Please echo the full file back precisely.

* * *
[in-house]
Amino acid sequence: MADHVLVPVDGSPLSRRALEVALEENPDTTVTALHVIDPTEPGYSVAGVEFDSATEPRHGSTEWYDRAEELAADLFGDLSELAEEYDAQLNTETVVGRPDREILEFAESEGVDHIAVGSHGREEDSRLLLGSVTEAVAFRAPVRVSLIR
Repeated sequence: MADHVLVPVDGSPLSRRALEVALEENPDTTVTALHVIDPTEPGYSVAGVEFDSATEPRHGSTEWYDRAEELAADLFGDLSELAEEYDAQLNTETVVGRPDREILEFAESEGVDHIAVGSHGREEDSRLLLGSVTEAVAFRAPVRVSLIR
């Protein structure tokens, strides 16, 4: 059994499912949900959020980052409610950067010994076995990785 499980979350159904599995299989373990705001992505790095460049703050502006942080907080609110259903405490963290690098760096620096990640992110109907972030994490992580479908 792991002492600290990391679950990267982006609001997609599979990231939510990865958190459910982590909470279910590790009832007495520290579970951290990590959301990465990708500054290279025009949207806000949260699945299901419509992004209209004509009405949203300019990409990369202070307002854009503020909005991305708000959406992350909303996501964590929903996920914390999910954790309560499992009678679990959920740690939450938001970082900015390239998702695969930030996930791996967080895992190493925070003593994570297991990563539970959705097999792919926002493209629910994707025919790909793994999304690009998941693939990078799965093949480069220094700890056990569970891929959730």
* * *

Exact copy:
[in-house]
Amino acid sequence: MADHVLVPVDGSPLSRRALEVALEENPDTTVTALHVIDPTEPGYSVAGVEFDSATEPRHGSTEWYDRAEELAADLFGDLSELAEEYDAQLNTETVVGRPDREILEFAESEGVDHIAVGSHGREEDSRLLLGSVTEAVAFRAPVRVSLIR
Repeated sequence: MADHVLVPVDGSPLSRRALEVALEENPDTTVTALHVIDPTEPGYSVAGVEFDSATEPRHGSTEWYDRAEELAADLFGDLSELAEEYDAQLNTETVVGRPDREILEFAESEGVDHIAVGSHGREEDSRLLLGSVTEAVAFRAPVRVSLIR
């Protein structure tokens, strides 16, 4: 059994499912949900959020980052409610950067010994076995990785 499980979350159904599995299989373990705001992505790095460049703050502006942080907080609110259903405490963290690098760096620096990640992110109907972030994490992580479908 792991002492600290990391679950990267982006609001997609599979990231939510990865958190459910982590909470279910590790009832007495520290579970951290990590959301990465990708500054290279025009949207806000949260699945299901419509992004209209004509009405949203300019990409990369202070307002854009503020909005991305708000959406992350909303996501964590929903996920914390999910954790309560499992009678679990959920740690939450938001970082900015390239998702695969930030996930791996967080895992190493925070003593994570297991990563539970959705097999792919926002493209629910994707025919790909793994999304690009998941693939990078799965093949480069220094700890056990569970891929959730």